LEIGH HUNT (1784–1859) was an essayist, journalist and poet of the Romantic Period in English Literature. Not perhaps one of the leading Romanticists, but he, nevertheless, did much to bring their poetry to prominence in the early 19th century, particularly through his friendships with Shelley, Keats and Byron, and by means of his editorship of the influential literary magazine, The ‘Examiner.’
A short poem of his, which I’ve long enjoyed for its sweetness and simplicity, is Leigh Hunt’s verse, originally entitled ‘Rondeau’, but more generally known as ‘Jenny kiss’d Me’.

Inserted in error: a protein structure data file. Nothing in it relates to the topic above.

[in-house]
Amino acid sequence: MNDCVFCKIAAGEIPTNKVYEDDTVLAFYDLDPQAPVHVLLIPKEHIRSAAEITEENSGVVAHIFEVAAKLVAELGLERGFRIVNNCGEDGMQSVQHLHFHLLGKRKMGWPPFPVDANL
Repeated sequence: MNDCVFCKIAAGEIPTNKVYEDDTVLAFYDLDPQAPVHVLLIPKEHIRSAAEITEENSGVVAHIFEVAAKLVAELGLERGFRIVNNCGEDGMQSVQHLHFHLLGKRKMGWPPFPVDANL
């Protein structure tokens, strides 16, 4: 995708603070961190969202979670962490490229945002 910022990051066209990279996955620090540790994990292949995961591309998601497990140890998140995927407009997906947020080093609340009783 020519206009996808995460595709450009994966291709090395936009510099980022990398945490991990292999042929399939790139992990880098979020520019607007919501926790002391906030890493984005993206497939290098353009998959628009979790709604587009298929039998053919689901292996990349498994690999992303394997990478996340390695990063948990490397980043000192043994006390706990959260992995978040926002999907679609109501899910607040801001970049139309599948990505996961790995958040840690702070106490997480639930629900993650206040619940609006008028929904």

This charming poem is said to have been inspired by a meeting, following an illness, with the wife of his friend, the eminent historian Thomas Carlyle.
JENNY KISS’D ME . . . By Leigh Hunt (1838
Jenny kiss’d me when we met,
Jumping from the chair she sat in;
Time, you thief, who love to get
Sweets into your list, put that in!
Say I’m weary, say I’m sad,
Say that health and wealth have missed me,
Say I’m growing old, but add
Jenny kiss’d me.